The haze of the drink

By Jon Hillenbrand In Poetry

You have to lean your head against something with your eyes closed and the closest thing is the cold beer in your right hand.  So you lean into its curve, your face falling into the slope of its neck, and sleep flows like the liquid in the bottle as the music is swallowed by your ears and down into your chest.  Your left hand looks for a place to fall between the greasy shot glasses.  Your eyes open and she’s still across the room with another man curling her hips to the beat like a tributary across the African plains, her sweat falling like distant white birds.  She laughs up into the air and spins her back against him, leaning in and bending at the waist, her body arched.  Her blond curls are a perfect frame to her eyes locked and waiting for the kill to register in yours.  You take another drink as you look back into her dark eyes and push past your friends’ legs, their hands stretching for your shoulders and scratching at your clothes, distant protests falling weakly behind you like thrown tissues.  Your target is her but you settle for the witless victim of her vengeance, your hands at his throat, elbows into his chest pushing him back until gravity or a wall stops your tandem fall into violence.  His surprise is irrelevant as is yours when you’re pulled away arm-in-arm by the neckless bouncers who silently and quickly carry you out.  You’re horizontal to the sidewalk as you leave their grasp and fall as you should, missing the couple who mock your drunkeness and receive your curses.  You scramble away blind, the couple in tow bent on your destruction for their unwelcome insult.  Destination unknown, you walk away from their shoves and goading, the memory and their blows close behind.  They follow you down the block and around the corner where your back receives a heavy impact, a thrown kick.  You stop and wait for the next and when it comes you kick at the girl’s knee, her boyfriend now pounding on your muscled back, as you curl away from his fists caromming harmlessly into the black sky.  They leave in victory or shame as the tears from the memory of those dark eyes and her arched back milk your vision of the gray curb you sit down upon, her lips and tongue into the man’s mouth.  Girls cross the street and sit down next to you, the defocused blue and green lights of the clubs illuminating her arms around your trembling shoulders, pleading for you to stop shaking, other fish and a wide sea and all that.  They scatter and you are alone for how long you don’t know.  Your face is on fire as a distant friend wisks you into a cab as the police enter the crowded area, questioning your driver as you silently sit in traffic and the soupy details of the event stain the tapestry of your life, the love evaporating into the ether.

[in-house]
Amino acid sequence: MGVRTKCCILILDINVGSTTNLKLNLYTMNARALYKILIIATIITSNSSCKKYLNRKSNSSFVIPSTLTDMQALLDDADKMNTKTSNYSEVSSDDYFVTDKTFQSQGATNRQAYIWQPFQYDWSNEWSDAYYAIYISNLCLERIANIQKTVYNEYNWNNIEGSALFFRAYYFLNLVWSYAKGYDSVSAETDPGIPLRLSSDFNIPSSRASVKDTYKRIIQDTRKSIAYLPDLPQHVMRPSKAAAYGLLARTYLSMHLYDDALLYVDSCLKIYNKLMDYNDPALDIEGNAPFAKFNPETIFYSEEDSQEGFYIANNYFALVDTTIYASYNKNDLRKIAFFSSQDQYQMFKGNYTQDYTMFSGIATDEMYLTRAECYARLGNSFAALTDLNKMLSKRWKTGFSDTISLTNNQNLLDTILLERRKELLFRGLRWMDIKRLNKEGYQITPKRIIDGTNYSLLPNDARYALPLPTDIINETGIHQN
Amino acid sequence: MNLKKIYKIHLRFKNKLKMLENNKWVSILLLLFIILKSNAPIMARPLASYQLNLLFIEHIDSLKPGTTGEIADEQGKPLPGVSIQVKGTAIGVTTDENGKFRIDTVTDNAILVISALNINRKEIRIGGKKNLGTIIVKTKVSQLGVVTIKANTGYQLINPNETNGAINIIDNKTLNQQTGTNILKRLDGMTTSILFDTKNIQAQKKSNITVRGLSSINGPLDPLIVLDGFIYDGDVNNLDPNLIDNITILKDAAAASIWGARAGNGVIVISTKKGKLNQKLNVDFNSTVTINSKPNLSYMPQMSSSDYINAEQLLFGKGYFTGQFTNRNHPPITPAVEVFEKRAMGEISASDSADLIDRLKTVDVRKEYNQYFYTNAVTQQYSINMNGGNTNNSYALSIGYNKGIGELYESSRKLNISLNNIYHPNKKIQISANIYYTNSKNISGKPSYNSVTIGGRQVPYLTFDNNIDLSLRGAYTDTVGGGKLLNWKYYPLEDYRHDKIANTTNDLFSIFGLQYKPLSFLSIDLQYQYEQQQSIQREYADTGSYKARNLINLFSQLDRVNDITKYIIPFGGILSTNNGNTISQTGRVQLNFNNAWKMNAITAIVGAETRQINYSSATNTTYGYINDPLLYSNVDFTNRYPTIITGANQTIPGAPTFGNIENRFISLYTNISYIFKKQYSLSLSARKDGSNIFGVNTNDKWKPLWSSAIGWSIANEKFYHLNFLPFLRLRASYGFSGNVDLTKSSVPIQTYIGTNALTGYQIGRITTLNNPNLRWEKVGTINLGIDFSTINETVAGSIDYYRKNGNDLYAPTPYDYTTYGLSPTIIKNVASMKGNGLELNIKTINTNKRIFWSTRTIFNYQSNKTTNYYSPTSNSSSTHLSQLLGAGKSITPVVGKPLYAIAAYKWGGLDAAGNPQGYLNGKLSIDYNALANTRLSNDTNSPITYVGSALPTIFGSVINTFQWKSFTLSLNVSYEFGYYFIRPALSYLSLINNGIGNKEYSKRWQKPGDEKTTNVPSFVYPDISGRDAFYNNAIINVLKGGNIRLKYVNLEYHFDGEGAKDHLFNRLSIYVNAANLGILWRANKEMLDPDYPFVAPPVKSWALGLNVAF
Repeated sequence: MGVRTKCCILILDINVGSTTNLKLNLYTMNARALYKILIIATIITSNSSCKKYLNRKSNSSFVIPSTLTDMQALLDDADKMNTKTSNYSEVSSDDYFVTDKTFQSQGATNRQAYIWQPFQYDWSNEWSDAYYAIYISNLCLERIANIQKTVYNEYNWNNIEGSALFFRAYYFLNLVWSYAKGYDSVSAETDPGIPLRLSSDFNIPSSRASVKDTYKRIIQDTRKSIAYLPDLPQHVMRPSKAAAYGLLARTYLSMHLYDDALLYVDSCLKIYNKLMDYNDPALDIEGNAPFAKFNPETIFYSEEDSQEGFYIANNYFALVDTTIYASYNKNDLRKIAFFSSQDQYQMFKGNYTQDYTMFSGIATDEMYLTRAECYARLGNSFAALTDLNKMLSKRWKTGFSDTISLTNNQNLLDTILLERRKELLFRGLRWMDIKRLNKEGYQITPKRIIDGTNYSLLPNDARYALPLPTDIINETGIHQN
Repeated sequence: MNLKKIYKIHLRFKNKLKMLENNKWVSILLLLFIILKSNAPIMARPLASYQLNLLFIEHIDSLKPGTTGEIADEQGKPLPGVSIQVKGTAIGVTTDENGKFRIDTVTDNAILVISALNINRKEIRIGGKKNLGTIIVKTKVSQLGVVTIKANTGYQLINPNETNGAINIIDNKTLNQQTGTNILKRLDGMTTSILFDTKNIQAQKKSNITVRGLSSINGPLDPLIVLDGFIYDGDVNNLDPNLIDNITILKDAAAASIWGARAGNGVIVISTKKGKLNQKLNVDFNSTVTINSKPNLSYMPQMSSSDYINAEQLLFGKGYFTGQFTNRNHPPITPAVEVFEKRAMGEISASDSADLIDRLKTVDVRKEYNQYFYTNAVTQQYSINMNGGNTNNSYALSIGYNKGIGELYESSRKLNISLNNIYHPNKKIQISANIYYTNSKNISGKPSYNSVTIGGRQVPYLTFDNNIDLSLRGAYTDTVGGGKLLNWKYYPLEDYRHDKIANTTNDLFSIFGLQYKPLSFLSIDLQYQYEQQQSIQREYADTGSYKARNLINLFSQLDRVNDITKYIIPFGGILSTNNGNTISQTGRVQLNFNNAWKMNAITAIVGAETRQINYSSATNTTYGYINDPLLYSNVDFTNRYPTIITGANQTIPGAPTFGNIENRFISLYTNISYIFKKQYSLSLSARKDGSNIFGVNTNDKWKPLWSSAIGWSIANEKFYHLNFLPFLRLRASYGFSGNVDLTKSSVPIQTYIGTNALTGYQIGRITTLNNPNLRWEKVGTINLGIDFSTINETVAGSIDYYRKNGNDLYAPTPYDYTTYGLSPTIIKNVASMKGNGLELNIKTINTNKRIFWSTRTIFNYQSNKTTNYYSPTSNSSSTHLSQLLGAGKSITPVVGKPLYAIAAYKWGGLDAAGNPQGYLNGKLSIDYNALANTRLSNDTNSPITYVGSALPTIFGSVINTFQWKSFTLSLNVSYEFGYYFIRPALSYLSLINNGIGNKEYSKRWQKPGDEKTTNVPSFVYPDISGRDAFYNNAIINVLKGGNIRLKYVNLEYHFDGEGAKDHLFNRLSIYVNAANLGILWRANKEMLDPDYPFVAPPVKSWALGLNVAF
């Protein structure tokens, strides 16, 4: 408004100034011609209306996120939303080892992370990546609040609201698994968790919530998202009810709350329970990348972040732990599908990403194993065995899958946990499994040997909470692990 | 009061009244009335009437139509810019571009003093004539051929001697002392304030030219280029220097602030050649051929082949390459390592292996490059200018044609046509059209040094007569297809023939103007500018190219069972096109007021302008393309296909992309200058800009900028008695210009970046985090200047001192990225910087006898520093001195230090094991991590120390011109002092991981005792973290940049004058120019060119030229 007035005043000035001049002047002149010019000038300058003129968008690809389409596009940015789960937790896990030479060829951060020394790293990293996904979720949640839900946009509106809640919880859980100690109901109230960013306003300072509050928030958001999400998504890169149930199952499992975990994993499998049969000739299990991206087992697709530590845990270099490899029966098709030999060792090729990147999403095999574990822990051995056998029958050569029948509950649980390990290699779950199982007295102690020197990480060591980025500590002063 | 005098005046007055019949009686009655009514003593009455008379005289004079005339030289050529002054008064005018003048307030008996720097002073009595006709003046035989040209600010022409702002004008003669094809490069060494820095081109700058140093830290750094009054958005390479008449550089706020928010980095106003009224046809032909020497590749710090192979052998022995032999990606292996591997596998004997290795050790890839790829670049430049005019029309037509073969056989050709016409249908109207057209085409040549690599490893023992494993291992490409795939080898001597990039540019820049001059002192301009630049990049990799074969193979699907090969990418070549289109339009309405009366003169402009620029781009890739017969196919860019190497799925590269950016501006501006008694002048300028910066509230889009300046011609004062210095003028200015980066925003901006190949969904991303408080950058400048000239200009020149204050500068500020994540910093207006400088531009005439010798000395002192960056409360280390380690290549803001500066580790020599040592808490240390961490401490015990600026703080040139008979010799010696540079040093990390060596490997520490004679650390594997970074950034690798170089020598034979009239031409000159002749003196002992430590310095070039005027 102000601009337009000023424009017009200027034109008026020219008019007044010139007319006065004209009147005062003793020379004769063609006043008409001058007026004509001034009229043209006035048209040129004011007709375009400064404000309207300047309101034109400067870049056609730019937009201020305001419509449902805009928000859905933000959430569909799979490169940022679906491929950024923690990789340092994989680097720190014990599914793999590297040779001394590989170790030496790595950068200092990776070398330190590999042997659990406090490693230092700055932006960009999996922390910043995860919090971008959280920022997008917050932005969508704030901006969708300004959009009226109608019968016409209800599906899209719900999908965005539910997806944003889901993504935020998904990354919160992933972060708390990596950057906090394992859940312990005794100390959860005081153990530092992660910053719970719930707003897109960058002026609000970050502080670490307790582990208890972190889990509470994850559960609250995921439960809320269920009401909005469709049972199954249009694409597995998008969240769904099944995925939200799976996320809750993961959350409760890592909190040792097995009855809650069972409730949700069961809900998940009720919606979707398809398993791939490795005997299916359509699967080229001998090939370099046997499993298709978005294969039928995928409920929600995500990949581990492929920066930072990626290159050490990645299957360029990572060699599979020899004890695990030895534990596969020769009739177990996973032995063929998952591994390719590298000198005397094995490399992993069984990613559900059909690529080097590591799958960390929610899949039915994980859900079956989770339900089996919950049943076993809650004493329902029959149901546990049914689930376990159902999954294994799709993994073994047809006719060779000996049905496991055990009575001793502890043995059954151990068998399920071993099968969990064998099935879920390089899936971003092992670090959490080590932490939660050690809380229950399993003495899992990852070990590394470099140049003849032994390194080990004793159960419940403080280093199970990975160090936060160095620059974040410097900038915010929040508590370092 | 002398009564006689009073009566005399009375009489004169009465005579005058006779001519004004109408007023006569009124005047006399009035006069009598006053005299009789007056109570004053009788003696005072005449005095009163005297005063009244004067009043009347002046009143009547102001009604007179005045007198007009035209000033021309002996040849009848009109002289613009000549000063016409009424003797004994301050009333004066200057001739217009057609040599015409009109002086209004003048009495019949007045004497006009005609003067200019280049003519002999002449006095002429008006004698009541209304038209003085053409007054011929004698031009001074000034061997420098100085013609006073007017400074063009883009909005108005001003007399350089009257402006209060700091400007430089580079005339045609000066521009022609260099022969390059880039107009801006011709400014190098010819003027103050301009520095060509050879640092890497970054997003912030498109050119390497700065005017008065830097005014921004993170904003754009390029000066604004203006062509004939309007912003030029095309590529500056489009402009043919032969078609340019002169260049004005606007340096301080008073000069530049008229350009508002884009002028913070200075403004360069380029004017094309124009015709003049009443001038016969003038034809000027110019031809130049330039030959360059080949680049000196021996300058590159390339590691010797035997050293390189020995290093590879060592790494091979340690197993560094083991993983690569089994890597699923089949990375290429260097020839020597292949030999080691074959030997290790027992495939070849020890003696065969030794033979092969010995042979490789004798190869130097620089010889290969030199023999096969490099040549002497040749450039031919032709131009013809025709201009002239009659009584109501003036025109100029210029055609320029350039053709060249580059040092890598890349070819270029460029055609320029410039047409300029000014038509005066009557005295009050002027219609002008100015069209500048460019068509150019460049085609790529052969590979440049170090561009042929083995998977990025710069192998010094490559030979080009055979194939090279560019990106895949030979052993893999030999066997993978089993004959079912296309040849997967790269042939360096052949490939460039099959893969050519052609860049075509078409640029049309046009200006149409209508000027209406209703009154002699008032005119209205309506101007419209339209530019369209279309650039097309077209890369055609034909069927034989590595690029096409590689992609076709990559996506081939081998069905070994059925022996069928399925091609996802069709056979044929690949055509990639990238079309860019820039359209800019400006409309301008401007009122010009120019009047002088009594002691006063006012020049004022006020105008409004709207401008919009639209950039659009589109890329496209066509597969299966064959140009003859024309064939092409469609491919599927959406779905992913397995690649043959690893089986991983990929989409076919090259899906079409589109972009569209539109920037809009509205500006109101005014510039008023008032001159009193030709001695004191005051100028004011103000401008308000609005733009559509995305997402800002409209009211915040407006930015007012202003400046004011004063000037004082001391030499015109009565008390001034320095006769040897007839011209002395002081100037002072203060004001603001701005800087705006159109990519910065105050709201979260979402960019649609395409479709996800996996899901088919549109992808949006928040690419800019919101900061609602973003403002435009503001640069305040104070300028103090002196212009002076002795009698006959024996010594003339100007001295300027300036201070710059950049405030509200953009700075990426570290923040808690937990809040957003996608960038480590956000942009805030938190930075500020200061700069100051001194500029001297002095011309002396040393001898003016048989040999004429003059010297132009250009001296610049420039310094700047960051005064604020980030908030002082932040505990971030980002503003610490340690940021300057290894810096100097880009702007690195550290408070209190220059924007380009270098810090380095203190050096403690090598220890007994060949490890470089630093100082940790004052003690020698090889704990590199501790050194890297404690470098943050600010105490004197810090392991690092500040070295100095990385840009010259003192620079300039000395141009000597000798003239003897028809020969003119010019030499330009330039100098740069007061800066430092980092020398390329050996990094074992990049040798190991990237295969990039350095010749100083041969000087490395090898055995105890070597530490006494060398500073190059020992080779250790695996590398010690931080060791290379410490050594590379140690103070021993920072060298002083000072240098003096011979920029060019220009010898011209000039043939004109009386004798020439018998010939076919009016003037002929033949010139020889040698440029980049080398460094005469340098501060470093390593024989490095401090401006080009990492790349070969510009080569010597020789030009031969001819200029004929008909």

What do you think?